2009-12-27 / News

‘What is the price tag for taking a stand?’

New Lothrop Schools opt to wait for details on Race to The Top
By Hillary Grigonis Staff Reporter

NEW LOTHROP – “We have more questions than answers.” The discussion on the Race To The Top funding at the New Lothrop Area Public Schools board meeting seemed to reflect board president Robert Warner’s statement—the group agreed that there were too many details left in the dark to consider signing a memorandum of support.

As Michigan looks for the chance at $400 million in federal grant money, the state is offering public schools a share in the possible funds for signing a memorandum of support. The House and Senate approved an educational reform package early Dec. 19 to apply for the grant, including changes for performance standards for teachers.

Signing the agreement could also mean a switch to federal curriculum and testing standards, Superintendent John Strycker said.

The district’s lawyer, Thurn Law Firm P.C., did not recommend that the district sign the agreement, due to the lack of details about the commitments signing the memorandum would entail.

Strycker shared his personal opinion on the issue with the board. “My struggle is with the principle of this, where the federal government came in and said ‘here’s money’ and the state…made major changes at 1 a.m.,” he said.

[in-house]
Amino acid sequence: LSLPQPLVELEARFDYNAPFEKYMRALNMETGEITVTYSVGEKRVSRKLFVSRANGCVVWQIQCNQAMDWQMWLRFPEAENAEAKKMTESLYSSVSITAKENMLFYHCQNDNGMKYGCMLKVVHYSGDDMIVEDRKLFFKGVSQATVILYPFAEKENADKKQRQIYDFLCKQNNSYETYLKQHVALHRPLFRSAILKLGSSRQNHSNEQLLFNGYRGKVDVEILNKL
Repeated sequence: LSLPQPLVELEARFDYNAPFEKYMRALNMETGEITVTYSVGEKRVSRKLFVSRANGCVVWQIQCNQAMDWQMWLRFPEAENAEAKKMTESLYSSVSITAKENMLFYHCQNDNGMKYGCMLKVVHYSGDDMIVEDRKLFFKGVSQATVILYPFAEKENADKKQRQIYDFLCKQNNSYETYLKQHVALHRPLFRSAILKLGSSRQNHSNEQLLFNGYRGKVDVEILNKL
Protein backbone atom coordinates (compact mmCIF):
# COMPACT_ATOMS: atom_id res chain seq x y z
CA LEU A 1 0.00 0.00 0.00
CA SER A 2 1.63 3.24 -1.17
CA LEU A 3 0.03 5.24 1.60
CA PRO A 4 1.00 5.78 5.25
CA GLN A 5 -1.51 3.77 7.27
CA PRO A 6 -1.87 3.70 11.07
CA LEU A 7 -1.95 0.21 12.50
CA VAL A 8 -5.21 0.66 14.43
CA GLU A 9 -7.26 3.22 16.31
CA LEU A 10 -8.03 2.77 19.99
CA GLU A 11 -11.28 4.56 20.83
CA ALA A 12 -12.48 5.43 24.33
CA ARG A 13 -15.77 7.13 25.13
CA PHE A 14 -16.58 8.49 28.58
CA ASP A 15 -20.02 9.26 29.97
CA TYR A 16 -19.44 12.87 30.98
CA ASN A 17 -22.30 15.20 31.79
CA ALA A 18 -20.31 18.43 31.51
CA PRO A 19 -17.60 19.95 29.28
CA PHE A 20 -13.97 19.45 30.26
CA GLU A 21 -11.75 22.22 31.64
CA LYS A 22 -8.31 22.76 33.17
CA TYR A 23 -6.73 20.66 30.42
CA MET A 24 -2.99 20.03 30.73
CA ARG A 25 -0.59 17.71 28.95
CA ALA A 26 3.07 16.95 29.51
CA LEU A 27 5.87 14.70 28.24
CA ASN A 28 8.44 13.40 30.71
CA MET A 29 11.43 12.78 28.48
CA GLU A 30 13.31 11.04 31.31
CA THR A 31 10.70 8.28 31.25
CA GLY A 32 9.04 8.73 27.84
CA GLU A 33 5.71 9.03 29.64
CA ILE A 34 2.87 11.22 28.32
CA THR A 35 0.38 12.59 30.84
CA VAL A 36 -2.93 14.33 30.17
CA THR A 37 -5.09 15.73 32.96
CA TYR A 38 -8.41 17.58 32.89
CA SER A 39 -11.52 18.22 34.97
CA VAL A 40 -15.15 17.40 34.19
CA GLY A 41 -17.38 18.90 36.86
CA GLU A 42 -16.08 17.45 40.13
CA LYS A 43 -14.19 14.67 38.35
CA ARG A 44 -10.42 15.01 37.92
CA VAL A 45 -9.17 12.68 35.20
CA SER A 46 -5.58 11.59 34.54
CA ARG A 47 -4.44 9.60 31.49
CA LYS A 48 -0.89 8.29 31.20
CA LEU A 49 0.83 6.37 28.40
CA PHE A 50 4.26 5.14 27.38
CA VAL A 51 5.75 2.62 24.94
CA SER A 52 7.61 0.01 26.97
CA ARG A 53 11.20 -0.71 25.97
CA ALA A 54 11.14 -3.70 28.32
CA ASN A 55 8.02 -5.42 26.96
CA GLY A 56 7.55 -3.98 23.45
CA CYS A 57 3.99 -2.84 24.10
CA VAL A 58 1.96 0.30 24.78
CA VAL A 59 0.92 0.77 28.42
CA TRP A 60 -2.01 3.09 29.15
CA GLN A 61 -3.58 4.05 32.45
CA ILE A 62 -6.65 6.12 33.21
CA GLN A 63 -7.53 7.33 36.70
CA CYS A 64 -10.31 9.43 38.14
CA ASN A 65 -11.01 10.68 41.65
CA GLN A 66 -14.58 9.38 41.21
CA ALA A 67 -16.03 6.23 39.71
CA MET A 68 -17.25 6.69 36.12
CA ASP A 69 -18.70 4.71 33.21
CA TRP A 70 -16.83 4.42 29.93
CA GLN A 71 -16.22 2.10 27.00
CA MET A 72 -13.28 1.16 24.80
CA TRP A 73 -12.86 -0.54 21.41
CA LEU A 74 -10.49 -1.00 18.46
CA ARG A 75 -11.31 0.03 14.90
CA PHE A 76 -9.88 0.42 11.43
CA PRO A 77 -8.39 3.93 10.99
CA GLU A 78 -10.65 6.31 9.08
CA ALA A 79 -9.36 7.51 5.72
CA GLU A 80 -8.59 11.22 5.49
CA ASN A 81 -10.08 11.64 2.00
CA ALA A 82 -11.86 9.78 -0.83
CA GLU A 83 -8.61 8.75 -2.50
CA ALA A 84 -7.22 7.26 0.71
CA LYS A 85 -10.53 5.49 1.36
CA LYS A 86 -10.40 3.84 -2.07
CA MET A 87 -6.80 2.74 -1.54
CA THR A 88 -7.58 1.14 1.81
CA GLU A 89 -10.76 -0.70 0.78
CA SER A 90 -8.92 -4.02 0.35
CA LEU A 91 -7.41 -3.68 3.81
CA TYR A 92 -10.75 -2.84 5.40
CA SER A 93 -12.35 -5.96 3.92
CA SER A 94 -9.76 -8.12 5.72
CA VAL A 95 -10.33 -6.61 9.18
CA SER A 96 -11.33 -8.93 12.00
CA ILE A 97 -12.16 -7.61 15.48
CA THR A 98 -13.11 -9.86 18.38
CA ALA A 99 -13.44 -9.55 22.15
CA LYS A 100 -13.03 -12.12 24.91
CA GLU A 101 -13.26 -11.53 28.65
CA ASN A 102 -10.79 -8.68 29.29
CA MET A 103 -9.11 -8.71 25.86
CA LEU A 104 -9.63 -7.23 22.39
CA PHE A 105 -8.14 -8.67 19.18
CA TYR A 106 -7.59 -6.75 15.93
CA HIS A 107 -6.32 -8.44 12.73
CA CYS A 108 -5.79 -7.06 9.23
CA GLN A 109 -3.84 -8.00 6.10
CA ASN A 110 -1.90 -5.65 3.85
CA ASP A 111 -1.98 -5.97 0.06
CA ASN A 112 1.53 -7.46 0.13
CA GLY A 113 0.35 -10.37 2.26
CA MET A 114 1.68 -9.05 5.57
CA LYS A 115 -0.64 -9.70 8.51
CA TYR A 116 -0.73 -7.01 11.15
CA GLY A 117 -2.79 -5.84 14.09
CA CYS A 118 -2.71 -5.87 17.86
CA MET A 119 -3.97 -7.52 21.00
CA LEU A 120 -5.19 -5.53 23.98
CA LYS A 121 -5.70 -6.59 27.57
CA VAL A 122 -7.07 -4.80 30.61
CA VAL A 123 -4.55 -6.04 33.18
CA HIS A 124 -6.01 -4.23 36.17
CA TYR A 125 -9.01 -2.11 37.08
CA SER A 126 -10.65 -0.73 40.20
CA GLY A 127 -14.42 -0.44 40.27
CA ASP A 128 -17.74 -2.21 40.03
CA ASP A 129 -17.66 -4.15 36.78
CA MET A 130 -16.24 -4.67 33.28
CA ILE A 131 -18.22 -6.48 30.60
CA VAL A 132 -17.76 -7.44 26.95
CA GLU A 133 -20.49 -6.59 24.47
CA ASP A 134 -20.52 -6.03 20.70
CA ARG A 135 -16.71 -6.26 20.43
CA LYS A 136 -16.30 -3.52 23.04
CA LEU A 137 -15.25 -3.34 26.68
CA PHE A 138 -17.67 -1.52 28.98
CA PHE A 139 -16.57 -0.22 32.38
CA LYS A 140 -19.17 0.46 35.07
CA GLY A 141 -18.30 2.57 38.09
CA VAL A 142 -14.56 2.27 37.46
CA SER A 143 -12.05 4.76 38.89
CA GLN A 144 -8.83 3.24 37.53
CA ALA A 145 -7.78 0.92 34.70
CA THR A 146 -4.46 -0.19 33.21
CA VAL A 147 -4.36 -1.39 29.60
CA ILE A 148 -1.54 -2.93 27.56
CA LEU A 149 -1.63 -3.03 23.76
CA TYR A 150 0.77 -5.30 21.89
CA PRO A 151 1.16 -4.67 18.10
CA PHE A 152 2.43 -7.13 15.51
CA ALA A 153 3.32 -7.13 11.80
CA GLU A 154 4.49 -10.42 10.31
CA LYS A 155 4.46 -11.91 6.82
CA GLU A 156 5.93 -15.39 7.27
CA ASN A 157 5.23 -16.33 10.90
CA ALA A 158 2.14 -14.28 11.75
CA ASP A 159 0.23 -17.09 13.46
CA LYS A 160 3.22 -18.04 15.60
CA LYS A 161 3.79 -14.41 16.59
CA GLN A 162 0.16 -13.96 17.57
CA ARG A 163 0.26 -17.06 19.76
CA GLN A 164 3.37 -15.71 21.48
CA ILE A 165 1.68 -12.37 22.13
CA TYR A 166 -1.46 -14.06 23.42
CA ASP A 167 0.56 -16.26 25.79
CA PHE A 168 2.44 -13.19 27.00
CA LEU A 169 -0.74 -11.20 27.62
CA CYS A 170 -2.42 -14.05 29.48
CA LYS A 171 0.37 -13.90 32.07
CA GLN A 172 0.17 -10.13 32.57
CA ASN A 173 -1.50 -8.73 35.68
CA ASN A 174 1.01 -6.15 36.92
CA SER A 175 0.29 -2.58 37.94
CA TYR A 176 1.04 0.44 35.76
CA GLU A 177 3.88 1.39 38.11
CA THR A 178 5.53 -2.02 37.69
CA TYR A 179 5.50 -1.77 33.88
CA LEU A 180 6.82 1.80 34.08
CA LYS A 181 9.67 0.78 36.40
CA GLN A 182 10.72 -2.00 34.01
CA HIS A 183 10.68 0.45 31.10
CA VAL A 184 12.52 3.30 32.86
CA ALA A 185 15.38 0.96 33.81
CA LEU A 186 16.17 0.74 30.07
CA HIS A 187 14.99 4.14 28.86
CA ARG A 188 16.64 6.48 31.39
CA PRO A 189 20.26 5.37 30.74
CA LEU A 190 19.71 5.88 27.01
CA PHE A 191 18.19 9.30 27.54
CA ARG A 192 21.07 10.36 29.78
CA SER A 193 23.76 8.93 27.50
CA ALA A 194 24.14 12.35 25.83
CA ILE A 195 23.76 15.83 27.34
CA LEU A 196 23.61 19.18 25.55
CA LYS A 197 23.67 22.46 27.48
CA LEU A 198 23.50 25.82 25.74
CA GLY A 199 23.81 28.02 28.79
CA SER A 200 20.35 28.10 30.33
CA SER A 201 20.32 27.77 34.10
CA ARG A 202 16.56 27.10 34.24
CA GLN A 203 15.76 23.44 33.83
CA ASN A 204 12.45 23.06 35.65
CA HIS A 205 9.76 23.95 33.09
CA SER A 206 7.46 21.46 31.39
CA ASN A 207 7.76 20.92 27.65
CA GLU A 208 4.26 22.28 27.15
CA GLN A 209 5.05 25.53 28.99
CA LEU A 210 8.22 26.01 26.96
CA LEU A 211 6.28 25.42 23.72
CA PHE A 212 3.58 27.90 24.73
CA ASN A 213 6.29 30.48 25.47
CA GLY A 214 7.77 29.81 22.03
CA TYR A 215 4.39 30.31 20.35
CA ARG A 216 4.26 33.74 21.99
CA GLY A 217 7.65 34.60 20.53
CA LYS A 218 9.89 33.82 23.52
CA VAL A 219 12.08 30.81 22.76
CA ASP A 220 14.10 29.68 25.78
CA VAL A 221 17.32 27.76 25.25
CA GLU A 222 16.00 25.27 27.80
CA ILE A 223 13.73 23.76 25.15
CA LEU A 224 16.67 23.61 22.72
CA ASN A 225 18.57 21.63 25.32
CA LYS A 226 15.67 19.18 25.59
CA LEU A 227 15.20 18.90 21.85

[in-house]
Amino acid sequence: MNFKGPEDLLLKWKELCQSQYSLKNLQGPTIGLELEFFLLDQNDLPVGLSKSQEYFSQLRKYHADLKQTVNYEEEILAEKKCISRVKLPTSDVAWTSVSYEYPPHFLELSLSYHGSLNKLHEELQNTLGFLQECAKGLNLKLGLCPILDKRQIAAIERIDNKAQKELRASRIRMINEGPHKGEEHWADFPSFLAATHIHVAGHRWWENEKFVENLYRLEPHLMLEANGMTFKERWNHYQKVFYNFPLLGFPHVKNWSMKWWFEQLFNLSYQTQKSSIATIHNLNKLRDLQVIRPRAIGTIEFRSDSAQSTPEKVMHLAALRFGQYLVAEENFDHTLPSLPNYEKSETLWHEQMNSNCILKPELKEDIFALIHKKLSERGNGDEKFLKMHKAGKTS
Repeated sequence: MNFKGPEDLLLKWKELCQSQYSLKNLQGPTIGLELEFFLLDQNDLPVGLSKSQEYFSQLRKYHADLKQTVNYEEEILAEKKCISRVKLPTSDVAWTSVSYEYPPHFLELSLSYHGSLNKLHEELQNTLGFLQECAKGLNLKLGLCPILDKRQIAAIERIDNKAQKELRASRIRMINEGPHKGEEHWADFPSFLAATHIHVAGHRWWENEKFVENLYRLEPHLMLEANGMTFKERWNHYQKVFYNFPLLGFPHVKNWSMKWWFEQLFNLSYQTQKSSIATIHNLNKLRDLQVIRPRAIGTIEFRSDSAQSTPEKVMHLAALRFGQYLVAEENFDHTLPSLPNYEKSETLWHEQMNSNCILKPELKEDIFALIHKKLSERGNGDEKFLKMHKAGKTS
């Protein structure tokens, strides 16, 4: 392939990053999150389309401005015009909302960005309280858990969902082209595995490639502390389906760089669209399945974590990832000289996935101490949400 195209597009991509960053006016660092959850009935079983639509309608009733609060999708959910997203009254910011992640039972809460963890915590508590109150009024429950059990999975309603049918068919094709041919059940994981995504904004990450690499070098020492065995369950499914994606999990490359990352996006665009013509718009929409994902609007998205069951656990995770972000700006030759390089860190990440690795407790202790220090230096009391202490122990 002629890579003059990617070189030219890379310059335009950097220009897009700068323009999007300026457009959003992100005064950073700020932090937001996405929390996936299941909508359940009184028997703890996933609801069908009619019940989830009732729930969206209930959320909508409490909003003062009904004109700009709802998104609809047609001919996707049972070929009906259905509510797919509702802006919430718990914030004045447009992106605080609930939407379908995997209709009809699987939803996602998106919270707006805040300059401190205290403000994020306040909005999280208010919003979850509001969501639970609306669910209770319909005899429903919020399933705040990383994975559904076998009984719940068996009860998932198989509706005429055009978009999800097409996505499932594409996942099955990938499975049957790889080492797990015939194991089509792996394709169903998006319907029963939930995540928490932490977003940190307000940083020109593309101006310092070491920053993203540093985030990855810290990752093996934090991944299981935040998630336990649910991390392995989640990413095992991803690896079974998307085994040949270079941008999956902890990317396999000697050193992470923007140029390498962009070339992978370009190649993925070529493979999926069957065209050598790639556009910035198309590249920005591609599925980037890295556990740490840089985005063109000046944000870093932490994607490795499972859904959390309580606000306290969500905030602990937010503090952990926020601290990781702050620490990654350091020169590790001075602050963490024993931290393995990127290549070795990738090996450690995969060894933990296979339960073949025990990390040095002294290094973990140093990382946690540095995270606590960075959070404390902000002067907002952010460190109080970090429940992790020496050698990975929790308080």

New Lothrop would receive about $22,000 if Michigan was selected for the grant and the district signed the agreement.

“What is the price tag for taking a stand?” Strycker said.

“There are so many strings attached,” board member Curt Bitterman said. “Are they going to say things like we can’t say the pledge of allegiance [because we cannot say God]?”

“Are we going to be in the same boat whether or not we sign?” board member Richard White asked.

Strycker responded by saying that, with many reform changes being made into law, the district would still be required to follow the changes.

“At what point do you take a stand against the principle of something and at what point do you sell out for the money?” Strycker said.

“I am not opposed to educational reform,” he said, “I am opposed to the money being the driving factor of reform.”

“Everything is happening in such a hurry that there are no details,” White said, “…and the devil is in the details.” He also pointed out that receiving the grant money would be a short-term influx of money with long-term changes.

On a list of eight Shiawassee County public schools, New Lothrop would gain the smallest amount of the potential money at $22,000 for signing, with larger schools standing to gain over $100,000, like Owosso, who could gain over $330,000. The money would be distributed based on Title 1, which is influenced by student enrollment numbers.

From a monetary standpoint, Strycker said, the risk of not signing the agreement is less than other districts’.

The discussion resulted in an informal agreement to wait for developments. Warner said the board’s position on the issue could change if the details become clearer. The board has until Jan. 6 to sign the agreement.

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